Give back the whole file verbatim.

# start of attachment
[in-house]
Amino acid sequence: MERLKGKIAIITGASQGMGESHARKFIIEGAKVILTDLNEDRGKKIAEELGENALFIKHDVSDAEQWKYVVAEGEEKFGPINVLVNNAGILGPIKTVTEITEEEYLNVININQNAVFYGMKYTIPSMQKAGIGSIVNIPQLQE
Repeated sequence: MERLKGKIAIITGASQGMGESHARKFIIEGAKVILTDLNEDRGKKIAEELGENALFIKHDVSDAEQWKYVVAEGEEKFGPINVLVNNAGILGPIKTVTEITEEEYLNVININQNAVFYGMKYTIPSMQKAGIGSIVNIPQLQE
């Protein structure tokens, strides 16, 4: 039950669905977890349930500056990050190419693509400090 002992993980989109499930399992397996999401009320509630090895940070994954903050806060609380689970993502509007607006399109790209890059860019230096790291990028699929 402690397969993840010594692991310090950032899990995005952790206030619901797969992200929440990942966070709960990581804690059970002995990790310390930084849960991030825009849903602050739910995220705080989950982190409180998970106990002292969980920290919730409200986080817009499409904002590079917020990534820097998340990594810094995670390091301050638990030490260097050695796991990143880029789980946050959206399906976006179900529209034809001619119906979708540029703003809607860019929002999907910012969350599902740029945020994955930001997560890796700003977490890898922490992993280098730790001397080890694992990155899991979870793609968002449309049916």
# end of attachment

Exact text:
[in-house]
Amino acid sequence: MERLKGKIAIITGASQGMGESHARKFIIEGAKVILTDLNEDRGKKIAEELGENALFIKHDVSDAEQWKYVVAEGEEKFGPINVLVNNAGILGPIKTVTEITEEEYLNVININQNAVFYGMKYTIPSMQKAGIGSIVNIPQLQE
Repeated sequence: MERLKGKIAIITGASQGMGESHARKFIIEGAKVILTDLNEDRGKKIAEELGENALFIKHDVSDAEQWKYVVAEGEEKFGPINVLVNNAGILGPIKTVTEITEEEYLNVININQNAVFYGMKYTIPSMQKAGIGSIVNIPQLQE
């Protein structure tokens, strides 16, 4: 039950669905977890349930500056990050190419693509400090 002992993980989109499930399992397996999401009320509630090895940070994954903050806060609380689970993502509007607006399109790209890059860019230096790291990028699929 402690397969993840010594692991310090950032899990995005952790206030619901797969992200929440990942966070709960990581804690059970002995990790310390930084849960991030825009849903602050739910995220705080989950982190409180998970106990002292969980920290919730409200986080817009499409904002590079917020990534820097998340990594810094995670390091301050638990030490260097050695796991990143880029789980946050959206399906976006179900529209034809001619119906979708540029703003809607860019929002999907910012969350599902740029945020994955930001997560890796700003977490890898922490992993280098730790001397080890694992990155899991979870793609968002449309049916």